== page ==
REVIEWS ON THE FLY: EMA’s digital critique and Todd Terje’s celebratory wonder

Todd Terje
Todd Terje

EMA’s sophomore LP and Todd Terje’s long-gestating debut both saw release this week. But just how good were they?



The Future’s Void | ALBUM

Matador | LABEL

8 April 2014 | RELEASE DATE

7.8 | 10

The future’s void. It’s seen right there, in the cover art for Erika M. Anderson’s sophomore LP. Her face, obscured by an LED screen, encapsulates Anderson’s fears and understanding of the technological age; it’s harder to connect on a personal level, but it also redefines our perceptions of community to be something more global and inclusive. “I remember when the world was divided / By a wall of concrete and a curtain of iron,” she sings on the jagged lead single and opening track, “Satellites”. We tore down the wall, she seems to be saying, only to build a new, invisible one in its place.

The album is somewhat unevenly sequenced, with the first half being (mainly) scorching noise-pop with the latter half being quiet singer-songwriter. The exception during the first half is the stunning “3Jane,” which melodically is one of the most gorgeous things EMA has come up with thus far. Lyrically, the song is a bit on-the-nose at time, but the blood she spills on the track is real.

Among the more raucous numbers, the closest thing to a winner is “Cthulu,” whose latter half is aided by Anderson’s monotonous vocal tone over a wall of sound. “When She Comes” is a wholly enjoyable listen, while never quite making a discernible impact. That’s the major problem with an otherwise exciting listen: the songs sound great coming out the speakers, but once they’re done, it’s hard to recall exactly what they sounded like.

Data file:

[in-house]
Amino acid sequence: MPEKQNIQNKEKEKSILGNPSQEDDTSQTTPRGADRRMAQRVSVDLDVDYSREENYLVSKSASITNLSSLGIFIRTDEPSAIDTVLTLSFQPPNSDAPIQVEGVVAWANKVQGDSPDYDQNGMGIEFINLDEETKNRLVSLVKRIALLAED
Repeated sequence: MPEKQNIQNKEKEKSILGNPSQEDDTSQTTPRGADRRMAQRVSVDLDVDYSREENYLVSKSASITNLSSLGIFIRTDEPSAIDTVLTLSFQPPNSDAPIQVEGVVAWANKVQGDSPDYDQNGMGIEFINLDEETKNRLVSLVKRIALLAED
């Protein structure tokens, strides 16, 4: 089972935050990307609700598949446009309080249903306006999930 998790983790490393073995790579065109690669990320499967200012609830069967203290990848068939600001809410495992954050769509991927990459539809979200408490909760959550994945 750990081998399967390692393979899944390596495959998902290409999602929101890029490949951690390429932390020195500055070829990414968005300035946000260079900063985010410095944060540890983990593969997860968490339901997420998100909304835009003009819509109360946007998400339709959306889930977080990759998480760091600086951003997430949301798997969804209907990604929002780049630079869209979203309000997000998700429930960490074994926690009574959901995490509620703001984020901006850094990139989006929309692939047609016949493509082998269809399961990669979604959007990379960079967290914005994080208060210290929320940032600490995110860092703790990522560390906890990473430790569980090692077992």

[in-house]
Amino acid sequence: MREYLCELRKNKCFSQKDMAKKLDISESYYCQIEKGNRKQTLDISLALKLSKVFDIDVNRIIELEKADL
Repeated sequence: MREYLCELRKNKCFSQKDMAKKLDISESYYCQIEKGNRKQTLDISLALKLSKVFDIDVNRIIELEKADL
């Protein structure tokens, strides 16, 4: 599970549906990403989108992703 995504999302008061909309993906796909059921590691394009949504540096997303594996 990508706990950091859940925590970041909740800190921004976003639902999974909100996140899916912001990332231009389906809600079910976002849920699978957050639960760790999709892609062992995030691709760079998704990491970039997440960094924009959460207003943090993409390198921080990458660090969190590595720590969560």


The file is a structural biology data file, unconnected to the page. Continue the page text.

Prime Listening

Todd Terje | ARTIST

It’s Album Time | ALBUM

Olsen | LABEL

8 April 2014 | RELEASE DATE

8.3 | 10

Todd Terje built his career on the back of great remixes and edits, and until recently it seemed that would be his career’s path. But after the glowing success of “Inspector Norse” in 2012, as well as the excellent “Strandbar (disko)” edit released in 2013, Terje appeared more than capable of captivating audiences with original material. It’s Album Time is the cathartic release of years of build-up, one of the best electronica-music albums you’re likely to hear in 2014.

The wide array of genres Terje pulls from is less an awkward misstep and more of a well-curated selection. Songs such as “Svensk Sås” and “Alfonso Muskedunder” are self-aware enough for their craziness to be endearing as opposed to being off-putting. And that courtesy is only granted due to Terje’s wonderful framing and timing, catching each song at their most assertive. The real showstopper comes when he enlists Roxy Music’s Bryan Ferry to perform vocals on the cover of “Johnny and Mary” (orig. Robert Palmer). It’s the only moment where Terje takes the time to slow down, and what he does with just a moment of introspection is astounding. His production touches accent Ferry’s stunning performance, honoring the original in the best possible way. Throughout It’s Album Time, Terje achieves a similar goal. He shines light on the incredible ways humans have interacted with music throughout the years, while channelling it into something entirely new and invigorating.


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